However, many people want to buy immediately and will make several trips here before the move to find and purchase a home. Often this is because they see the value in owning (tax benefits, getting kids into certain schools). I’ve had many people tell me that it helps them to establish themselves in their new community faster if they buy rather than rent.
The current market remains an impacted, strong seller’s market which has refused to let up over the last few years. With home prices trending on a seemingly endless climb, some buyers are clamoring to purchase before prices rise higher. Other potential buyers sometimes try to rent with the plan to sit out the storm until the market has cooled, but high demand has raised rental costs as well, and there’s no knowing how long it will take for the market to correct, or if it will ever correct below the current trend. For this reason, trying to wait-out the market involves a huge risk.
Back in 2013, when I originally published this post, there was a lot of focus on mortgage interest rates, which were very favorable at the time, hovering between 4.125 and 4.25%. Since most buyers use mortgage loans, the interest rate can be a big factor in budgeting the purchase. To understand the impact, let’s compare the 2013 numbers with the predicted rise that was given for 2014 to 5.4% interest.
What does this rise in interest rates mean in terms of housing affordability?
$500,000 mortgage, 30 year fixed at 4.25% = monthly payment of $2459
$500,000 mortgage, 30 year fixed at 5.4% = monthly payment of $2807
Difference = $348, or a 14% increase in the monthly payment
Or, let’s look at it in terms of buying power.
$2500 mortgage payment, 30 year term at 4.25% = loan amount of $508,192
$2500 mortgage payment, 30 year term at 5.4% = loan amount of $445,211
To summarize, a rise of interest from 4.25% to 5.4% cuts into the buying power of a $2,500 payment to the tune of almost $63,000.
For most people, the cost of waiting is a significant factor in this buy vs rent decision. My concern is that many people who elect to lease or rent for a year do not understand the risk that may accompany waiting. For most folks relocating to the San Jose or Peninsula area, the hardest thing to manage is the cost of housing. This could become substantially worse by putting off the purchase for a year, so right now I cannot recommend doing that.
Want more info? Please see my Valley of Heart’s Delight blog, with the related article
How will rising interest rates impact your home buying power?
Perhaps you love – even need – a good view in order to feel happy with your new home in a new place. We don’t have a lot of water views in Silicon Valley, though there are some of the San Francisco Bay in places. What’s easier to find are views of the hills or views of the valley from the views. What do these Silicon Valley view homes cost?
Naturally a lot of the answer has to do with location, home size, condition of the property, and land value. In general, it’s difficult to find a house with valley views for less than $2 million unless the property needs a lot of remodeling, repairs, and updating OR is in a very remote location.
Right now, I have a gorgeous Los Gatos view home for sale in the Belgatos area. It is in great condition and features 4 bedrooms, 3 bathrooms, and about 3,000 SF of living space close to Belgatos Park in east Los Gatos, which is a “close in” location, not out in the boondocks. It’s a remodeled, single story house, stunning condition with a pool and spa, and the list price is $2,288,000. (You can check it out here: 211 Westhill Drive, Los Gatos CA 95030.) Los Gatos is a bargain by Silicon Valley standards. If you haven’t spent much time there, I’d invite you to check it out!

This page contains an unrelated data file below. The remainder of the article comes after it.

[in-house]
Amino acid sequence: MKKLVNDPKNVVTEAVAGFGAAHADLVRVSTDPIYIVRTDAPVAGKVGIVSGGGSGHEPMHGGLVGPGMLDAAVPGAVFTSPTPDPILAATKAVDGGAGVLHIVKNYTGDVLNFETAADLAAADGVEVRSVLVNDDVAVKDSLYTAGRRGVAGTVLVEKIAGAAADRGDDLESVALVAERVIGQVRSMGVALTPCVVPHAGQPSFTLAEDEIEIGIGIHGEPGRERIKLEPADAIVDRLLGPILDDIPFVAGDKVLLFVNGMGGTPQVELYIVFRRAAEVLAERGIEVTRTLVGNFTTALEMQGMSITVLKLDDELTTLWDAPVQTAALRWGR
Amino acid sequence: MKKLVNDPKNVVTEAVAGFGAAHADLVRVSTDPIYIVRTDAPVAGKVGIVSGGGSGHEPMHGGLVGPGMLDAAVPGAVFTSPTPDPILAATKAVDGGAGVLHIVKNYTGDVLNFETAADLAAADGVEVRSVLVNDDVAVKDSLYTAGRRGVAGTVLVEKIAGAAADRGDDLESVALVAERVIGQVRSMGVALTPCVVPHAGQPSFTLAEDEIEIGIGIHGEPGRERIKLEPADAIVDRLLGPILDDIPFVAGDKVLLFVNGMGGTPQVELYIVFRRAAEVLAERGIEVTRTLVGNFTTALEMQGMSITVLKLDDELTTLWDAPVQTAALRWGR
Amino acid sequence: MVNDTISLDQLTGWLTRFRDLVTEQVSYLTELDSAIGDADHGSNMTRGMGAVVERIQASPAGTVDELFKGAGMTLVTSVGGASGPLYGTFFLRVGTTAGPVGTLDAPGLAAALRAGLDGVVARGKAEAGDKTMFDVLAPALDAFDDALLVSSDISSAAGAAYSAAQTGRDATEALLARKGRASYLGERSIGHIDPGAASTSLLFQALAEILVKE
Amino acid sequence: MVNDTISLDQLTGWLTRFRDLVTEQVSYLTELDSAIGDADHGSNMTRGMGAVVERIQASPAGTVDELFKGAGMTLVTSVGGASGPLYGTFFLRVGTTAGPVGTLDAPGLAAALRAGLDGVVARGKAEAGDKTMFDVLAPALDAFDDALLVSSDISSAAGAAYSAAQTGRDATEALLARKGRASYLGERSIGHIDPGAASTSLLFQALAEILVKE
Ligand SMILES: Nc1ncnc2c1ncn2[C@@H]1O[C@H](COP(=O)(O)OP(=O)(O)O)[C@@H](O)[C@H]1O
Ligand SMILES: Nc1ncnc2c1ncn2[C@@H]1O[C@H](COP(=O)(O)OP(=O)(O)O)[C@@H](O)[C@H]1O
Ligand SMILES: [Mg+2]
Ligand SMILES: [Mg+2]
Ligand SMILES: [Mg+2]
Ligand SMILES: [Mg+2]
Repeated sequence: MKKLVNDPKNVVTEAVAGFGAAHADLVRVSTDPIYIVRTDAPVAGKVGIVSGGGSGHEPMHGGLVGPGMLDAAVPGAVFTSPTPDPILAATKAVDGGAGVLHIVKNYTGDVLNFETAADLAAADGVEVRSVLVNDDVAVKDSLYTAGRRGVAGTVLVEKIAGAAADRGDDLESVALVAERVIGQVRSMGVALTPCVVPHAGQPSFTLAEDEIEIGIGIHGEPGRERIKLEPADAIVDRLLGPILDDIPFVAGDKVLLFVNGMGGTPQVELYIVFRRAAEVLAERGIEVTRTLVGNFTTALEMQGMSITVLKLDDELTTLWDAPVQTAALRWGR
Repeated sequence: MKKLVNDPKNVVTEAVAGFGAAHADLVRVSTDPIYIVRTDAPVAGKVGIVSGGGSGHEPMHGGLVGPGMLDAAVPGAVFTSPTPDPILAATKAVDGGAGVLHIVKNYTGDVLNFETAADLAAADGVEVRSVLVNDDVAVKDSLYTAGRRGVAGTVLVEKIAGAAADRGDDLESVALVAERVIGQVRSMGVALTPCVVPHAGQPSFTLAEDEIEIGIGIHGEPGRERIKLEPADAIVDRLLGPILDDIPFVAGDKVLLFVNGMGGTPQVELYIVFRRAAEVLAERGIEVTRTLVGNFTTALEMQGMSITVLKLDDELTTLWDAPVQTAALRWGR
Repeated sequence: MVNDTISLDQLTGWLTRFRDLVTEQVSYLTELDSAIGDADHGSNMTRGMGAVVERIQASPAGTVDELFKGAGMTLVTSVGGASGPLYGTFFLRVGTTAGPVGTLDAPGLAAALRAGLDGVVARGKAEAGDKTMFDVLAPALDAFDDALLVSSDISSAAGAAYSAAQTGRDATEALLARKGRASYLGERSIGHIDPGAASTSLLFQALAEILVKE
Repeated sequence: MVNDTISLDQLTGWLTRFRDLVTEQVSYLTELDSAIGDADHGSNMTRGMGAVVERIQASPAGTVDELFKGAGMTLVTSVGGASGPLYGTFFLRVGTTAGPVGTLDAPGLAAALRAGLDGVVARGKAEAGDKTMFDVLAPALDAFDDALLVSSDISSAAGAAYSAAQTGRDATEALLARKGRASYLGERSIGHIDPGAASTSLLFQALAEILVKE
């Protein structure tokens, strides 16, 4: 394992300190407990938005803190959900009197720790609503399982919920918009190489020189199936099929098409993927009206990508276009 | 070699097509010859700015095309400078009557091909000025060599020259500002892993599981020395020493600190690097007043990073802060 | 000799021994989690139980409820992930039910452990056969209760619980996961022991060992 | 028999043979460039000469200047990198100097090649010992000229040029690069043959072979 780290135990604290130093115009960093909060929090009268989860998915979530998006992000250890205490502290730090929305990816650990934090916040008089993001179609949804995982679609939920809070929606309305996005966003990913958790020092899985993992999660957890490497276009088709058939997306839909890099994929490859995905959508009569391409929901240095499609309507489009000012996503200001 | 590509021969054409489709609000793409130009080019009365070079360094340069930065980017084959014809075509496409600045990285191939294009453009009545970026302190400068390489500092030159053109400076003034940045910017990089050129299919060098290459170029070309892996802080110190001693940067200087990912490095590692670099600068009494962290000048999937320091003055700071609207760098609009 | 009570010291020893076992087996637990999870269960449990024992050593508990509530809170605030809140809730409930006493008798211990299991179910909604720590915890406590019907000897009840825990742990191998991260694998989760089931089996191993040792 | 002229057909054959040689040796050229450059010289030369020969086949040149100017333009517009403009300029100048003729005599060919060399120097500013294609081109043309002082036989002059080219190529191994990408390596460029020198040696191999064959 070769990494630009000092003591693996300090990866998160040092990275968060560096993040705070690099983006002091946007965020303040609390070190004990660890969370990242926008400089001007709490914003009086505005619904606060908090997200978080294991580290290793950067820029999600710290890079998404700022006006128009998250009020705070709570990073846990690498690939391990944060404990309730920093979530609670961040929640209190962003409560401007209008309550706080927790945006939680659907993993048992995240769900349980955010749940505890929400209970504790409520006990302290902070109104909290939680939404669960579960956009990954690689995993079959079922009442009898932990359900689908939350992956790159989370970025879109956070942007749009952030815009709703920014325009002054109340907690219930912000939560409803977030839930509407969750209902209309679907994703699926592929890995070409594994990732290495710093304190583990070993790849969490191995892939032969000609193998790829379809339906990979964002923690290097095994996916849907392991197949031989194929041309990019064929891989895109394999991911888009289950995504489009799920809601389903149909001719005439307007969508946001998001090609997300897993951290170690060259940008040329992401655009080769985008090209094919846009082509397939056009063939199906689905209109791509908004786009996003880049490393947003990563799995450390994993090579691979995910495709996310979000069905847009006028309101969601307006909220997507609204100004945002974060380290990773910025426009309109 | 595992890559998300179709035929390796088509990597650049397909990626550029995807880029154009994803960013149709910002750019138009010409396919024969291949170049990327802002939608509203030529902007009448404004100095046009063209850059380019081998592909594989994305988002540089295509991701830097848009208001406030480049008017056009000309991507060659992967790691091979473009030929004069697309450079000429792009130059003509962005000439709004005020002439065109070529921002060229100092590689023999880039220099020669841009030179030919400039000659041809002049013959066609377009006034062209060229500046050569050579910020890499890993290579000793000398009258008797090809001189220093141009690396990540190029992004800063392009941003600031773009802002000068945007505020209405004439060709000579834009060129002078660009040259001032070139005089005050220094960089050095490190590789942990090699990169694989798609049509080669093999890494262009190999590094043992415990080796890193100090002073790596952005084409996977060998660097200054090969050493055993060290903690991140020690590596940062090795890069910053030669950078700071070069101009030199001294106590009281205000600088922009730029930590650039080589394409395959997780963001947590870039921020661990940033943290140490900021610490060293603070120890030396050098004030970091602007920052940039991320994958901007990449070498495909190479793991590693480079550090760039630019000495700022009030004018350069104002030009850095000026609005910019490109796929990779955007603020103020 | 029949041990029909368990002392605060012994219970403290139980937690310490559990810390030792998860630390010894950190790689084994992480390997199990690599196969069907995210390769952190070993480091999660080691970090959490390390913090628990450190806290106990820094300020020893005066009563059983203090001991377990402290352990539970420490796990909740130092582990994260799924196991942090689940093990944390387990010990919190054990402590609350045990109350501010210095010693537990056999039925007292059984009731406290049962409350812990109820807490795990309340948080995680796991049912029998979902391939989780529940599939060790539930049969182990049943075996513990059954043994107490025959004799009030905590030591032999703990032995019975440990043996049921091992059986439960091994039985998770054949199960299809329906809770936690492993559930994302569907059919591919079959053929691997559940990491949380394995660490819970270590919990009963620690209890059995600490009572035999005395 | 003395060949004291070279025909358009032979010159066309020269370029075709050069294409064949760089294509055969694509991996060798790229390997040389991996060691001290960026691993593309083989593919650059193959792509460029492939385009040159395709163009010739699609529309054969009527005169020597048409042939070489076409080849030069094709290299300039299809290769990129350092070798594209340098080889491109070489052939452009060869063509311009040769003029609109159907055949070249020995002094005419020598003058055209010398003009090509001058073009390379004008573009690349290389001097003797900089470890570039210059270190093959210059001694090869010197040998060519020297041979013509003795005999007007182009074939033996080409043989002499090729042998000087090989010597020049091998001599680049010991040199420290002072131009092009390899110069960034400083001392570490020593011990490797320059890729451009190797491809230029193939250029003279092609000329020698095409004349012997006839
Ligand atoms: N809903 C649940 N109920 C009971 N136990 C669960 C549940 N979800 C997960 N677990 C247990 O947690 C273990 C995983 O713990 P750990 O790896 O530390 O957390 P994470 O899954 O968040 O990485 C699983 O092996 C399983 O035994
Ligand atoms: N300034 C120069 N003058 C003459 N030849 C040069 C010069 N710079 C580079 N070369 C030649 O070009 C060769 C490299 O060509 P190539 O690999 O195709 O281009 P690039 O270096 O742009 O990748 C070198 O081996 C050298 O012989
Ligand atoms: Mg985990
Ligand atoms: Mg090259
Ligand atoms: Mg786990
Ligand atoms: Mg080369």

Take that same house and move it to Saratoga with Saratoga, and the price would be substantially more expensive, and more still in Los Altos. Silicon Valley view homes vary in condition, size, parcel size, and many other factors. In most cases, the properties which are move-in ready will run between $2,000,000 at the low end to $5,000,000. Supersized estates and land may well cost more. We see homes in Santa Clara County priced up to $20 million at times, and on The Peninsula with much higher ceilings.
The Silicon Valley and San Jose areas are seeing a resurgence in the popularity of “urban living” neighborhoods. If you are looking to rent or buy a home in one of these areas, you may wonder where you can find them.
For those not familiar with the “urban living” name, it refers to areas where homes and shops are close together, so that residents are not so dependent upon cars. Some sites refer to them as “walk to town,” though that phrase is used less now to be inclusive of non-ambulatory citizens.
Here’s a quick list of areas to consider if you want the urban living experience:
(1) Downtown San Jose
In the downtown district of San Jose, you will find both new high rise condos (several were built all at once), ranging from nice to extremely upscale & elegant. Additionally, there are some neighborhood in or near downtown with houses full of character and architectural charm as they were built in about the 1920s. Once such neighborhood is Japan Town, where many of the homes are Spanish or Mediterranean style, and there’s a little “downtown” area (apart from the more congested, sky scraper area) with wonderful shops and restaurants. San Jose’s Japantown, by the way, is one of only 3 in the country – all of which are in California. The others are in Los Angeles and San Francisco.
Read more about San Jose’s Japantown in my blog through the link.
Find my San Jose Real Estate Market Update through the link.
(2) The Willow Glen area of San Jose